b. He spread a cloud for a covering: As they journeyed through the wilderness, God gave Israel protection of a cloud by day and fire to give them light in the night. These remarkable emblems of God’s presence and care led Israel through the wilderness.
c. The people asked, and He brought quail: God miraculously supplied the needs of Israel in the wilderness, providing quail and manna (the bread of heaven), and water that gushed forth from rocks.
i. David gave a distinctly positive remembrance of Israel in the wilderness, not mentioning their many sins, rebellions, and examples of unbelief. This is because his purpose is to remember the great works of God, and not to focus on the failings of man.
ii. “Without one disturbing reference to the sins and failures which darkened the forty years. These are spread out at length, without flattery or minimising, in the next psalm; but here the theme is God’s wonders.” (Maclaren)
iii. Adam Clarke had a curious comment on Psalm 105:41, He opened the rock: “I can now add, that a piece of this rock, broken off by the hand of my nephew, E. S. A. Clarke, in the course of the present year [1822,] now lies before me. It is fine granite; and so well distinguished as a granite, that the feldt-spar, the mica, and the quartz, of which granite is composed, appear very distinctly.”
3. (42-45) God graciously brought Israel into the land of Canaan.
For He remembered His holy promise,
And Abraham His servant.
He brought out His people with joy,
His chosen ones with gladness.
He gave them the lands of the Gentiles,
And they inherited the labor of the nations,
That they might observe His statutes
And keep His laws.
Praise the LORD!
a. He remembered His holy promise: God’s faithfulness to Israel in bringing them out of Egypt, through the wilderness, and into Canaan was all based on a fulfillment of His holy promise. God binds Himself by His promises, and regards them as holy.
b. He brought out His people with joy: We could say that this joy both belonged to Israel and to Yahweh, their covenant God. It pleased both God and His people to rescue Israel from their bondage and to bring them into their inheritance (the lands of the Gentiles).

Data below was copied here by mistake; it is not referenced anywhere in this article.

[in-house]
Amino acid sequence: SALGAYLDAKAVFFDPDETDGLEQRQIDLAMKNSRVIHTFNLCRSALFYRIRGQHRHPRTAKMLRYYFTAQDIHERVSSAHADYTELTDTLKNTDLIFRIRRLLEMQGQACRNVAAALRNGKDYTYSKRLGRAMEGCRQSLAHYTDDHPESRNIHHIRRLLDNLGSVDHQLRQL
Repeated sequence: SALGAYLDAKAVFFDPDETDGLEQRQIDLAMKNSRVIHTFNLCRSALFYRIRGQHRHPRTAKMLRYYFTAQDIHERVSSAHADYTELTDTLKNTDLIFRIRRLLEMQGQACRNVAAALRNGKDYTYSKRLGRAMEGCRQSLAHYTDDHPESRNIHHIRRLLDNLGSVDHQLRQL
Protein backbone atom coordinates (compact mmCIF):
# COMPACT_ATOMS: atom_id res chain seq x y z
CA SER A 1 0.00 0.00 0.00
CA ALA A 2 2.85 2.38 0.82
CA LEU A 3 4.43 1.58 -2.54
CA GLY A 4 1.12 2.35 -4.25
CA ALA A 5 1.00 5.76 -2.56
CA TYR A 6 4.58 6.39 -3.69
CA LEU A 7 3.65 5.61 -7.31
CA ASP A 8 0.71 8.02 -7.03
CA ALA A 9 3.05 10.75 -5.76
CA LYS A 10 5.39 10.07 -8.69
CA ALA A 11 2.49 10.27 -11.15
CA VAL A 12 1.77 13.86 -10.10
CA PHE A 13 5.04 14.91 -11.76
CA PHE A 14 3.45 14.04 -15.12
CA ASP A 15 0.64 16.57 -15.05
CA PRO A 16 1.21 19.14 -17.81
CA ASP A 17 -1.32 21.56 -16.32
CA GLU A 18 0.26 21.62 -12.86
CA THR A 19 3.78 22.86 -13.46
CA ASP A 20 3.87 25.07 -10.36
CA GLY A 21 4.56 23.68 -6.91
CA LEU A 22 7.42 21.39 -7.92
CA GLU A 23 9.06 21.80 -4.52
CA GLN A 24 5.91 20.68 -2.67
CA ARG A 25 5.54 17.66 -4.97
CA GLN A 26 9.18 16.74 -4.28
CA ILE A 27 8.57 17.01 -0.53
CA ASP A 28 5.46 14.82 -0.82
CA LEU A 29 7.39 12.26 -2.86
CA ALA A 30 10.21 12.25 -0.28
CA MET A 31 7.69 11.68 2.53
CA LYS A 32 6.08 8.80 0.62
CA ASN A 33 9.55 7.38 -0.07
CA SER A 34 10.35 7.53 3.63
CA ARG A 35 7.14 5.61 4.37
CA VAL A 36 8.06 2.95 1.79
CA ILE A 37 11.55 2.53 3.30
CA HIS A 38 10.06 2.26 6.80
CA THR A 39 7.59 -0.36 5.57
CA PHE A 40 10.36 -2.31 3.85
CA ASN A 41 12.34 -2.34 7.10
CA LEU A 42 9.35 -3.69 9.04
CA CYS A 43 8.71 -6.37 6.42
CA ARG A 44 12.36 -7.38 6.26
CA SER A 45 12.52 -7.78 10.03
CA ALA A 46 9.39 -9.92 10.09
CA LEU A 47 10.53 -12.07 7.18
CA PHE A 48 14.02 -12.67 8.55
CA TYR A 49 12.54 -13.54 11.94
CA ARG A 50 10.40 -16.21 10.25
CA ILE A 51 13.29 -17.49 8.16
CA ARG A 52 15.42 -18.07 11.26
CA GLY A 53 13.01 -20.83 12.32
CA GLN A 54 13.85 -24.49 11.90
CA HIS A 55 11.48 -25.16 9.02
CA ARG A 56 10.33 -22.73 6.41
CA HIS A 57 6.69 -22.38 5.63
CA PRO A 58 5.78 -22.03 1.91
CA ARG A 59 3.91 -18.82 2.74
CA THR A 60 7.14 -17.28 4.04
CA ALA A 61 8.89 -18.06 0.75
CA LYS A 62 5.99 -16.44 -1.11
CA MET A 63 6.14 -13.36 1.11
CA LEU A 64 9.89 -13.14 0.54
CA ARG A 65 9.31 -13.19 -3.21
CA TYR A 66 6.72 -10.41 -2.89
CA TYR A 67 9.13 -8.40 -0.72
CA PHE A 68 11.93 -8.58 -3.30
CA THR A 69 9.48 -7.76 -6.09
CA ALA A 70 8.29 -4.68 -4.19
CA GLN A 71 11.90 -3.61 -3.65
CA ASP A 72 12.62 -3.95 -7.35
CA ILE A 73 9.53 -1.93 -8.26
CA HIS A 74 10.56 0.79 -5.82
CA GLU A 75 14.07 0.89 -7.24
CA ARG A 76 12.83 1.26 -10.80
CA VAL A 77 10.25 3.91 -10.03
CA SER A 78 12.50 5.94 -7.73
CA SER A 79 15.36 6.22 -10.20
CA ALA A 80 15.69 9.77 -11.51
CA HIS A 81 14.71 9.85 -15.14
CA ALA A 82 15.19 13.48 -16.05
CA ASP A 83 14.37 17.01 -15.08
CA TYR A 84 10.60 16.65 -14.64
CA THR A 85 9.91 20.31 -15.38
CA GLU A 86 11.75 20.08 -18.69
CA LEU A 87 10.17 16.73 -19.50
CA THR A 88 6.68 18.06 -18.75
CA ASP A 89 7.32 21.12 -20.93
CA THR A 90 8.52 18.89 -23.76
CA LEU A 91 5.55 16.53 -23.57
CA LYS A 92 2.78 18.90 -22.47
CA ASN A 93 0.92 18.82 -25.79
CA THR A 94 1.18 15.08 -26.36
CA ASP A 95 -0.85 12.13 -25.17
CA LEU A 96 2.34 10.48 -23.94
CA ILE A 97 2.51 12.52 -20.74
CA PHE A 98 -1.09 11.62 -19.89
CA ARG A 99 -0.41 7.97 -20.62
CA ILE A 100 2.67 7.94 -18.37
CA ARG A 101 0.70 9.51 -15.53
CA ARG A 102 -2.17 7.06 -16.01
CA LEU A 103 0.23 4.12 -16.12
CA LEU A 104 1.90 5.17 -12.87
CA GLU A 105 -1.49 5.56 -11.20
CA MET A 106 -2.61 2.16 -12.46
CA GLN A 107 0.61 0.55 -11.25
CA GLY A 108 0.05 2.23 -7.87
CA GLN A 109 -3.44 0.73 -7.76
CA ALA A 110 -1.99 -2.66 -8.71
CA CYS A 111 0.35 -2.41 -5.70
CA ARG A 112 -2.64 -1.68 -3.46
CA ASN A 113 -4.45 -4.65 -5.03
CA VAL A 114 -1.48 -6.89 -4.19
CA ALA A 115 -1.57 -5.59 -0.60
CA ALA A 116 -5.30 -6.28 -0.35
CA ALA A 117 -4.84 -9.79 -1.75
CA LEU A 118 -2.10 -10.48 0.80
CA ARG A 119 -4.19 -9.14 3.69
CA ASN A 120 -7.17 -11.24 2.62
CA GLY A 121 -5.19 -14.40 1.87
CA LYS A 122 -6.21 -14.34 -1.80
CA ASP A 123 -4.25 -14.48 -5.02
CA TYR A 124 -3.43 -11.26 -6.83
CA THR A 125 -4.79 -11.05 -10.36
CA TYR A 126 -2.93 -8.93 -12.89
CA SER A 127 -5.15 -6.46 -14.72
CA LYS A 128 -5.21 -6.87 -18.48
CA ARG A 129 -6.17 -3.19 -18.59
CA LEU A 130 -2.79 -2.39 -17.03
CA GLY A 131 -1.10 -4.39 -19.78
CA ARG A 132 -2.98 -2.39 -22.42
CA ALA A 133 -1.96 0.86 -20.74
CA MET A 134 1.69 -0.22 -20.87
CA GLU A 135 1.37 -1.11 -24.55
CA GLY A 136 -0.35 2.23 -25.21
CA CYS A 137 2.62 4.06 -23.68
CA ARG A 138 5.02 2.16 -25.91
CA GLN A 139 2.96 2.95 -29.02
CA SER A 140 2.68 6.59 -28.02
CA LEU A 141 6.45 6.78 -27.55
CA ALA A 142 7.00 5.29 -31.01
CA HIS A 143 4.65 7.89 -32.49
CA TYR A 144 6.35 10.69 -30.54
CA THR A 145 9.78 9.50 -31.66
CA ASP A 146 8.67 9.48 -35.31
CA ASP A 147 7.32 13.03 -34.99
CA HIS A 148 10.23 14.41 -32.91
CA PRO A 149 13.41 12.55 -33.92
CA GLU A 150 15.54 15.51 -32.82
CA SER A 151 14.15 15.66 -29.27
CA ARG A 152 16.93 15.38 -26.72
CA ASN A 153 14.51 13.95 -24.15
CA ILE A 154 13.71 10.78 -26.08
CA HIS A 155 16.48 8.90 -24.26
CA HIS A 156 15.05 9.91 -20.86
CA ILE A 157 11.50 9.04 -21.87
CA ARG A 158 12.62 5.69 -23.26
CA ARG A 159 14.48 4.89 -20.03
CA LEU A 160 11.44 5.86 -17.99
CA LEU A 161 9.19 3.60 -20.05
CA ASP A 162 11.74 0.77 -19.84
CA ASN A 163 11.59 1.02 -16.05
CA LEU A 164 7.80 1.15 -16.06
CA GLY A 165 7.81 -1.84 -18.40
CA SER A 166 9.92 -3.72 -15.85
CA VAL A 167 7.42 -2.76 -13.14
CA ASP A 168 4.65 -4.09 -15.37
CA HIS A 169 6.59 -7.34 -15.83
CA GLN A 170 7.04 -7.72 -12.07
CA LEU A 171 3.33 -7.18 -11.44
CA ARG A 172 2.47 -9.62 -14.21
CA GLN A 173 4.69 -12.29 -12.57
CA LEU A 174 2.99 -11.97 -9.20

i. They inherited the labor of the nations: “By right of conquest they freely inherited from the Canaanites cities, vineyards, orchards, cisterns, and all kinds of material benefits.” (VanGemeren)
c. That they might observe His statutes: At almost the end of the psalm, David brought home a point of moral obligation. God rescued Israel and brought them into the land, setting them free not for the ultimate purpose of personal indulgence, but so they could observe His statutes and keep His laws.
i. “The emphasis throughout the psalm lies on God’s goodness: his promise, protection, providence, and presence. He is true to his word. And as an afterthought, the author reminds God’s people of their responsibility. Keeping the precepts of the Lord is, therefore, an expression of joyous gratitude for all the benefits the Lord has provided for his people.” (VanGemeren)
ii. “The final verse shows why grace abounded; not that sin might also abound, but (to quote a New Testament equivalent of verse 45), ‘that the righteousness of the law might be fulfilled in us, who walk not after the flesh, but after the Spirit’ (Rom. 8:4, AV).” (Kidner)
d. Praise the LORD! Psalm 105 ends just as the previous psalm, with the Hebrew word Hallelujah. It is right and worthy for God’s people to remember His marvelous works and to praise Him for all He has done.
©2018 David Guzik – No distribution beyond personal use without permission